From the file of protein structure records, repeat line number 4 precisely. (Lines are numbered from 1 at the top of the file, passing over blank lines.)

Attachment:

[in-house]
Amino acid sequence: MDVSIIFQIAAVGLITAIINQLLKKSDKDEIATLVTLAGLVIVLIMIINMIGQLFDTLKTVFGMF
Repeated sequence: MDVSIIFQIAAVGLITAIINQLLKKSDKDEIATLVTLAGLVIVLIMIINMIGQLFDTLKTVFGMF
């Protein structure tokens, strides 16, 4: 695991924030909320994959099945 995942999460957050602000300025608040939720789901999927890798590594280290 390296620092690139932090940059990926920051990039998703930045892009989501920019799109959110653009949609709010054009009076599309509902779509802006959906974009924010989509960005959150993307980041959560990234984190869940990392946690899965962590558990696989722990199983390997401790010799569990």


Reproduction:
């Protein structure tokens, strides 16, 4: 695991924030909320994959099945 995942999460957050602000300025608040939720789901999927890798590594280290 390296620092690139932090940059990926920051990039998703930045892009989501920019799109959110653009949609709010054009009076599309509902779509802006959906974009924010989509960005959150993307980041959560990234984190869940990392946690899965962590558990696989722990199983390997401790010799569990």